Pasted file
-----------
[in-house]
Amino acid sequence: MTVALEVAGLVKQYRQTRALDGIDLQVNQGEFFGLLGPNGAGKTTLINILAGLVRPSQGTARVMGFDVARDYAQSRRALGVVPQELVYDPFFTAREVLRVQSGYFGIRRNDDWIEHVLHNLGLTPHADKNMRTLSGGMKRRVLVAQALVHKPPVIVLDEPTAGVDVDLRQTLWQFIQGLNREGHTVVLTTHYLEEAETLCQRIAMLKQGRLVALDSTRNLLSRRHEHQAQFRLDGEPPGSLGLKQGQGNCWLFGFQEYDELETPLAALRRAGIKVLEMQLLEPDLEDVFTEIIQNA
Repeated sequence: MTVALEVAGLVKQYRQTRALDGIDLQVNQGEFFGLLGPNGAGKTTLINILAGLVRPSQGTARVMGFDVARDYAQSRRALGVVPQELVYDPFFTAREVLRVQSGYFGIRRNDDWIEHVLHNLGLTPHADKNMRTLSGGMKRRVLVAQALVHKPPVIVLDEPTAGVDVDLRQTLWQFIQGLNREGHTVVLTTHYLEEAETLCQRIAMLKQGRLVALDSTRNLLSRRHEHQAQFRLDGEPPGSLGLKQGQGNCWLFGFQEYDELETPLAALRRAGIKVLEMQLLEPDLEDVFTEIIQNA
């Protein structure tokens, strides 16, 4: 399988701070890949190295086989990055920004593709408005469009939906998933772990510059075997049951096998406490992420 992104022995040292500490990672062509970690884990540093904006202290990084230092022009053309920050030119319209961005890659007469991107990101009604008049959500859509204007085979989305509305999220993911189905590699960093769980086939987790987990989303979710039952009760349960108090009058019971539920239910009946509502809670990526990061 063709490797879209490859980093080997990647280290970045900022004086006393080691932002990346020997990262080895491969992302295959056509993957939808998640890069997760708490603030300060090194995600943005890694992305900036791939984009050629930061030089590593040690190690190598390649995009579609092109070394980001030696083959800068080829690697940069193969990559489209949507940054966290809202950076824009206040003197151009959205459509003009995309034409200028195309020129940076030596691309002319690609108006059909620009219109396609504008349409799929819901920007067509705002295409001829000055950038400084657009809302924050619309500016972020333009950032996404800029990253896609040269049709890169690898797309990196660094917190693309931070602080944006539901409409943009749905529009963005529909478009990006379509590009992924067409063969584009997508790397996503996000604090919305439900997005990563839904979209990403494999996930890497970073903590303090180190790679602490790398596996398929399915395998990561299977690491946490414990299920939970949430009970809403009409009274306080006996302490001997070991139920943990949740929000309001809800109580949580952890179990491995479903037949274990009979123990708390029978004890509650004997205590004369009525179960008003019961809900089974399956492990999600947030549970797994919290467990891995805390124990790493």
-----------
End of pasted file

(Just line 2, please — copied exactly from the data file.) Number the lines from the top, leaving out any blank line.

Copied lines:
Amino acid sequence: MTVALEVAGLVKQYRQTRALDGIDLQVNQGEFFGLLGPNGAGKTTLINILAGLVRPSQGTARVMGFDVARDYAQSRRALGVVPQELVYDPFFTAREVLRVQSGYFGIRRNDDWIEHVLHNLGLTPHADKNMRTLSGGMKRRVLVAQALVHKPPVIVLDEPTAGVDVDLRQTLWQFIQGLNREGHTVVLTTHYLEEAETLCQRIAMLKQGRLVALDSTRNLLSRRHEHQAQFRLDGEPPGSLGLKQGQGNCWLFGFQEYDELETPLAALRRAGIKVLEMQLLEPDLEDVFTEIIQNA